20. (C) Serman notes that another reason for reducing
France's military presence in Africa is to meet domestic
political expectations. The GOF recently announced the

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closure of several military facilities in France, to the
dismay of localities dependent on the revenue associated with
the facilities. The Sarkozy government could not close
domestic installations without also making reductions in
France's overseas presence, Serman observes.

Defense Agreements
21. (C) Sarkozy announced many of aspects of France's
Africa policy in his speech in Cape Town on February 28, 2008
(see refs A and B). Among these was France's intention to
renegotiate all eight of its Defense Agreements in Africa.
Sarkozy said that: "Africa should take charge of its
security problems.... France's military presence in Africa
still rests on the agreements concluded 'the day after'
colonization, more than 50 years ago.... It's not a question
of France's disengaging militarily from Africa but rather
that Africa's security is first of all, naturally, the
business of Africans." These agreements should be "adapted
to the realities of the present time.... Contrary to past
practice," the renegotiated agreements "will be entirely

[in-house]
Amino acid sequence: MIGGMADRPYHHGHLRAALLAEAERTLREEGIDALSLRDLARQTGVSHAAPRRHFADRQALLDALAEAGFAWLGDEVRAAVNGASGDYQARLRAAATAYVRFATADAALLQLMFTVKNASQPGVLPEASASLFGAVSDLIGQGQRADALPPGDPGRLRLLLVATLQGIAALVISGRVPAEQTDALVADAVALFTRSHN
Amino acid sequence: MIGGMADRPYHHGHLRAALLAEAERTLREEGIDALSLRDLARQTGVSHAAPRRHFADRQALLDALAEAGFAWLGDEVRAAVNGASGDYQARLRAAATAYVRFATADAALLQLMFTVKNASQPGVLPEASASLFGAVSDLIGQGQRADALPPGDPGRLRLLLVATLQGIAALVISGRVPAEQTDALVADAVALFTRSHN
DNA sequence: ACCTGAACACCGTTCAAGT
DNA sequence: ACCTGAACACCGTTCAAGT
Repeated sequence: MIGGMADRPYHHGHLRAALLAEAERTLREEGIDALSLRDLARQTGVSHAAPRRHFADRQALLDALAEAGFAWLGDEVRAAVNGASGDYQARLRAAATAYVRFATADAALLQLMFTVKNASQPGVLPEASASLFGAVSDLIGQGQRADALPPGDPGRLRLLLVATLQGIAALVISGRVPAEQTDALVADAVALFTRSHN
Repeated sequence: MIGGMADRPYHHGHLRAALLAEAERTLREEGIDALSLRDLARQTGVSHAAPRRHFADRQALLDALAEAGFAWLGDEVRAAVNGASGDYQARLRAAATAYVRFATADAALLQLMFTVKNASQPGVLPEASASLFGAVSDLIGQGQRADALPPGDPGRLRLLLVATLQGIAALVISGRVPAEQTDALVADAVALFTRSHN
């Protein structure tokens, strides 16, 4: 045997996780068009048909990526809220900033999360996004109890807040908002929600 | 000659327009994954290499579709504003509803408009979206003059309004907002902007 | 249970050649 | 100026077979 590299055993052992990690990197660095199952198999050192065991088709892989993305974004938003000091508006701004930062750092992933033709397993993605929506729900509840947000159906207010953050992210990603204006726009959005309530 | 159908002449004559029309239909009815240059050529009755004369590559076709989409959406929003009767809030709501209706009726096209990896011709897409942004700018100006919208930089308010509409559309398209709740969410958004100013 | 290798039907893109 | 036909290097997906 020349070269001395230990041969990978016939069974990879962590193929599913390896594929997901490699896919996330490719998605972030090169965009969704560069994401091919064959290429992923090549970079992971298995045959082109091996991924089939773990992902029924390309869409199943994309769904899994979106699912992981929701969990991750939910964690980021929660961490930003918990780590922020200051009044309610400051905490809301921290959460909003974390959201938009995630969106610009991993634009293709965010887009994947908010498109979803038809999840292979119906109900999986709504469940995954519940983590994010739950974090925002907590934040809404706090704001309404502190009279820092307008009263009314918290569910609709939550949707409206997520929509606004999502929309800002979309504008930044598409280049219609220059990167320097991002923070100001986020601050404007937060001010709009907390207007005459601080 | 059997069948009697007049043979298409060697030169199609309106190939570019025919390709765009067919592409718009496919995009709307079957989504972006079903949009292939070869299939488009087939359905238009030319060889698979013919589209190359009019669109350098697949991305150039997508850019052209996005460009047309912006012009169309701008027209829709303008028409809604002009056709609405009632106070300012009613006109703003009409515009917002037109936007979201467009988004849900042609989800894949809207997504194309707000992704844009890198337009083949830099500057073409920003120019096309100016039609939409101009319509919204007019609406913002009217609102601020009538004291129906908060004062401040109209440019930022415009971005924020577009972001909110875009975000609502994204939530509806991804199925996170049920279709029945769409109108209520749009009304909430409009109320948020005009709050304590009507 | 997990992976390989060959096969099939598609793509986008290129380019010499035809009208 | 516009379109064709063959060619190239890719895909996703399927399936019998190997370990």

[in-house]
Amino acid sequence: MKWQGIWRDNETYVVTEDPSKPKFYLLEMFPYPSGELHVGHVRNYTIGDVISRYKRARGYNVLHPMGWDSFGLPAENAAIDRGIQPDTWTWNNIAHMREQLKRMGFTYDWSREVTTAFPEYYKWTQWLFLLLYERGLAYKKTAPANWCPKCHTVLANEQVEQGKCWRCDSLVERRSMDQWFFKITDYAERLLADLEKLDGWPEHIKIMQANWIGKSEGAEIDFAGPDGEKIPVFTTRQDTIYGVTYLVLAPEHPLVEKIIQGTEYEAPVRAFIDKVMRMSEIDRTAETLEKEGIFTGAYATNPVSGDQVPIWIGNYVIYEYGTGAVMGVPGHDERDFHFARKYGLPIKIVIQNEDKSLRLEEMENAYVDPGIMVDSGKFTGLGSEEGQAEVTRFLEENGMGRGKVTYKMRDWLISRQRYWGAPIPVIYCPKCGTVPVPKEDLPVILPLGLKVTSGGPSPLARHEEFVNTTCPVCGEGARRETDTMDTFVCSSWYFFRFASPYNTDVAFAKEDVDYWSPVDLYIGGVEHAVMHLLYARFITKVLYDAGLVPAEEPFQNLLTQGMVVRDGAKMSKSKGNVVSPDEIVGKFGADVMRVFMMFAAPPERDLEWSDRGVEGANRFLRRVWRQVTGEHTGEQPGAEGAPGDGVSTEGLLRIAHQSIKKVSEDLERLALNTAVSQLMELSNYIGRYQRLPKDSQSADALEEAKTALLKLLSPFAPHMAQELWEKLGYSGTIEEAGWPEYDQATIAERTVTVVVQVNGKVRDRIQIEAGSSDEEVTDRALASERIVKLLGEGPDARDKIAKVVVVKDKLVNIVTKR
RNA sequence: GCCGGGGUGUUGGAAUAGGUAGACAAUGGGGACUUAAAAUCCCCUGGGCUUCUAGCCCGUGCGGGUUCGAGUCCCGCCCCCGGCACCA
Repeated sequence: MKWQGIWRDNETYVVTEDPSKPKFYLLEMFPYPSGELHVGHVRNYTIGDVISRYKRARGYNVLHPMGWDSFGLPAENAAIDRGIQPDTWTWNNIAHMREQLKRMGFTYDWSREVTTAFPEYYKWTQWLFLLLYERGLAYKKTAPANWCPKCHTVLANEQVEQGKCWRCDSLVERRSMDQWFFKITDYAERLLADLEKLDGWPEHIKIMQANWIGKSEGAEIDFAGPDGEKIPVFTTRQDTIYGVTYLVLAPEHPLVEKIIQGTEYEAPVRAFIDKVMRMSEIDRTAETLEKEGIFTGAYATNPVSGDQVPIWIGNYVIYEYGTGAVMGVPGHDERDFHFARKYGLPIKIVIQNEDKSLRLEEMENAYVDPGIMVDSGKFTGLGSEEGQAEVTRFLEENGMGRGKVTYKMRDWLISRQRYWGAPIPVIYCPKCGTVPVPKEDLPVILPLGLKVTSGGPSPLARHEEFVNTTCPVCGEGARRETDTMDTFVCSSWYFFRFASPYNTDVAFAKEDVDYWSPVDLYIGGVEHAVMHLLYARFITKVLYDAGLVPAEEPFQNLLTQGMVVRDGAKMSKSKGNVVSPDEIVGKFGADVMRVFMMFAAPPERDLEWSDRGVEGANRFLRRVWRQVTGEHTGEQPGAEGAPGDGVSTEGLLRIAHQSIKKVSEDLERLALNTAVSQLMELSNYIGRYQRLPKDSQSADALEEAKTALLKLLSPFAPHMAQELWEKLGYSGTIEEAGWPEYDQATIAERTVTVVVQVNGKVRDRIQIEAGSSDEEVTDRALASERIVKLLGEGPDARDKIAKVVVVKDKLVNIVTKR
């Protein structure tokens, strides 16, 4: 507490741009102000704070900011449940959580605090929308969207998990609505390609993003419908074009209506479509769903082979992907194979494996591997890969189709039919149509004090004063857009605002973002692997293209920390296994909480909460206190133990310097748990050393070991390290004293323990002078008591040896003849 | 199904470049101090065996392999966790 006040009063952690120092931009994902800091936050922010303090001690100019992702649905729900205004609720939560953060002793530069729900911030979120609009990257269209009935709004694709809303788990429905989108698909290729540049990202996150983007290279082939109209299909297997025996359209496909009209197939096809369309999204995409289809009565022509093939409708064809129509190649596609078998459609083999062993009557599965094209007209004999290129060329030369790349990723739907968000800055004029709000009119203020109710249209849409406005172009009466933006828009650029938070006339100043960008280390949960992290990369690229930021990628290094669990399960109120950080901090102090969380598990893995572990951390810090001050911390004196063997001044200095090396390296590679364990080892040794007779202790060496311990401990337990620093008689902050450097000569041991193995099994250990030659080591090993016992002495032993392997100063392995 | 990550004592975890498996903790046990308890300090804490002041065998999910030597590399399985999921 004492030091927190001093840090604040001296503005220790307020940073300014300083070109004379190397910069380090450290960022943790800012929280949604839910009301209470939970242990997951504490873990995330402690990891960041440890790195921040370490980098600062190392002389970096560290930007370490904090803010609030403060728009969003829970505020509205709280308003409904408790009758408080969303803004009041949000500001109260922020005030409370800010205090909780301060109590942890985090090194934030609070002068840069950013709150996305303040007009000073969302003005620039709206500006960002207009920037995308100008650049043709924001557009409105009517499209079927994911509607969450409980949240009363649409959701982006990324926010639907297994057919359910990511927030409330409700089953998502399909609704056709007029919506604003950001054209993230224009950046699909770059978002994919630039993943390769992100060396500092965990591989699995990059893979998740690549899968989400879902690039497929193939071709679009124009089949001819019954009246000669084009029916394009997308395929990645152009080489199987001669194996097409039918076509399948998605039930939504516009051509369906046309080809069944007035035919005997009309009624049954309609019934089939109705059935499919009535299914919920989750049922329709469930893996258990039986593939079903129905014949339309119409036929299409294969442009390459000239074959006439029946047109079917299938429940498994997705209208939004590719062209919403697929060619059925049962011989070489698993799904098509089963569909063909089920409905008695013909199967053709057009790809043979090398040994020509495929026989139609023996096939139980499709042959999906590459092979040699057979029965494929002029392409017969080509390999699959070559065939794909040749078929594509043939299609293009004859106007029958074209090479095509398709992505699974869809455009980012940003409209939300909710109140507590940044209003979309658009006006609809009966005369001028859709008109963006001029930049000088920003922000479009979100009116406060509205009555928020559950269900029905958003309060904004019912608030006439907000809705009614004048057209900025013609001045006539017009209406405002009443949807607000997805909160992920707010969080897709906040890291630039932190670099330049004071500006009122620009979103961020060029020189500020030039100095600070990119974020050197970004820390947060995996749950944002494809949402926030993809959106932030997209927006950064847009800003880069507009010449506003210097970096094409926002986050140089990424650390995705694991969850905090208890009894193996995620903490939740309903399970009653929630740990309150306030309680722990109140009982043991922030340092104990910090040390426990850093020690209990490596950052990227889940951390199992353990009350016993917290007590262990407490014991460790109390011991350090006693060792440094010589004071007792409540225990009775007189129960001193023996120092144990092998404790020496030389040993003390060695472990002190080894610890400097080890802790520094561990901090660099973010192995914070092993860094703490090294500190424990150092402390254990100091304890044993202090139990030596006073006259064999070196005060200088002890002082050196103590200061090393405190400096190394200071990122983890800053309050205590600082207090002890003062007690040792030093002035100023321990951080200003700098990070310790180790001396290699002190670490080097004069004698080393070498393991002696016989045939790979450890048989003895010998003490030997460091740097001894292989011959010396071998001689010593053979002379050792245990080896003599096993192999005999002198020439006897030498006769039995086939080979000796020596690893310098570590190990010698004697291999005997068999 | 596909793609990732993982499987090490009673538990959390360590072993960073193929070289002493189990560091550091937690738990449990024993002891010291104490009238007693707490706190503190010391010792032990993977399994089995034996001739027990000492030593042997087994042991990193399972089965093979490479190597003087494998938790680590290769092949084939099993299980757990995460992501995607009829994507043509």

22. (C) French officials tell us that the eight Defense
Agreements are simply obsolete. The Agreements are with Cote
d'Ivoire (1960), C.A.R. (1960), Djibouti (1977), Gabon
(1960), Senegal (1960, revised 1974), Cameroon (1960, revised
1974), Comoros (1973, revised 1978), and Togo (1963).
Presidential Advisors Serman and Remi Marechaux say that the
Agreements contain mutual defense provisions that are no
longer realistic -- "If France is attacked, are we really
going to expect, much less rely on, Togo to go to war with
whoever attacks us?" More troublesome is the obligation
placed on France to defend its treaty partners. Serman was
quite uncomfortable with the possibility that Djibouti would
invoke its Agreement with France and demand that France come
to its defense during the recent Djibouti-Eritrea border
skirmish. Serman indicated that France was quick to provide
significant rear-area logistical support to Djibouti in order
to avoid a Djiboutian request to engage in combat per the

23. (C) Equally troublesome and outdated are certain
"secret" portions of some of the Agreements. According to
Marechaux, the Defense Agreements with Cameroon and Gabon,
for example, contain "absurd" provisions obligating France,
upon request, to provide internal security in case of
domestic unrest in those countries -- "There is no way we are
going to act as an internal security police force at the
request of a regime with domestic unrest." Serman says that
some of the Agreements contain "secret" clauses giving France
monopoly rights to exploit natural resources in the countries
concerned. "This is so ridiculous today that we can only
laugh about it. Can you imagine us invoking our Agreement